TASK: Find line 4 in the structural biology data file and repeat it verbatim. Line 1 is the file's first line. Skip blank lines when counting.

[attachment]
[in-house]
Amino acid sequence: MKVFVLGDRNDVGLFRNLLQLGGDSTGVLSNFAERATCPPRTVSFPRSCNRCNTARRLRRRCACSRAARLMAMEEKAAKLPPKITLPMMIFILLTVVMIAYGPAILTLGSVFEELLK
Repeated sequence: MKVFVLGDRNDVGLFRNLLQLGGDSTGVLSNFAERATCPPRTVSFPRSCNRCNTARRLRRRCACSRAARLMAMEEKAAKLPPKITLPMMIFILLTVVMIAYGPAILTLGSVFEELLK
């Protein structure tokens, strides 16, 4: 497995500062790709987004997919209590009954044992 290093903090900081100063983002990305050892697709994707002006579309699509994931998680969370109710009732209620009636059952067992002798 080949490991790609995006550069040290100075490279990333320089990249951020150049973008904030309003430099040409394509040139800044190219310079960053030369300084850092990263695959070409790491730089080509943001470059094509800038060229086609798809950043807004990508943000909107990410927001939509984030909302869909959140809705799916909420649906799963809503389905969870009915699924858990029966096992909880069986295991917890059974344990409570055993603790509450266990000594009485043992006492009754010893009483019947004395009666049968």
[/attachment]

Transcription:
């Protein structure tokens, strides 16, 4: 497995500062790709987004997919209590009954044992 290093903090900081100063983002990305050892697709994707002006579309699509994931998680969370109710009732209620009636059952067992002798 080949490991790609995006550069040290100075490279990333320089990249951020150049973008904030309003430099040409394509040139800044190219310079960053030369300084850092990263695959070409790491730089080509943001470059094509800038060229086609798809950043807004990508943000909107990410927001939509984030909302869909959140809705799916909420649906799963809503389905969870009915699924858990029966096992909880069986295991917890059974344990409570055993603790509450266990000594009485043992006492009754010893009483019947004395009666049968």